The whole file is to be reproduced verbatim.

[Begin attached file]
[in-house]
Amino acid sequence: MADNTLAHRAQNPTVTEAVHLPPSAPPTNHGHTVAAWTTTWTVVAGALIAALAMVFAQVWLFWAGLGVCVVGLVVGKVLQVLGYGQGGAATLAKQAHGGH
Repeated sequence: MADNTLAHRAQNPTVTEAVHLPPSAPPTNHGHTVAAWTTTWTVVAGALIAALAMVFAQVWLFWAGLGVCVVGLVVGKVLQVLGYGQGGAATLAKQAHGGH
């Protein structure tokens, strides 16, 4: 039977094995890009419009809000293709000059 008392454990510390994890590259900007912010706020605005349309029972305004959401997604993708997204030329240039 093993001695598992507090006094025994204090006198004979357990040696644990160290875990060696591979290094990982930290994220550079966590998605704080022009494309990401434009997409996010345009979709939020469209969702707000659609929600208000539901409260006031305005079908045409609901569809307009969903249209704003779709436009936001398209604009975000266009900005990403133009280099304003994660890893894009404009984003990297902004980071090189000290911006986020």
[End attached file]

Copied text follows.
[in-house]
Amino acid sequence: MADNTLAHRAQNPTVTEAVHLPPSAPPTNHGHTVAAWTTTWTVVAGALIAALAMVFAQVWLFWAGLGVCVVGLVVGKVLQVLGYGQGGAATLAKQAHGGH
Repeated sequence: MADNTLAHRAQNPTVTEAVHLPPSAPPTNHGHTVAAWTTTWTVVAGALIAALAMVFAQVWLFWAGLGVCVVGLVVGKVLQVLGYGQGGAATLAKQAHGGH
């Protein structure tokens, strides 16, 4: 039977094995890009419009809000293709000059 008392454990510390994890590259900007912010706020605005349309029972305004959401997604993708997204030329240039 093993001695598992507090006094025994204090006198004979357990040696644990160290875990060696591979290094990982930290994220550079966590998605704080022009494309990401434009997409996010345009979709939020469209969702707000659609929600208000539901409260006031305005079908045409609901569809307009969903249209704003779709436009936001398209604009975000266009900005990403133009280099304003994660890893894009404009984003990297902004980071090189000290911006986020």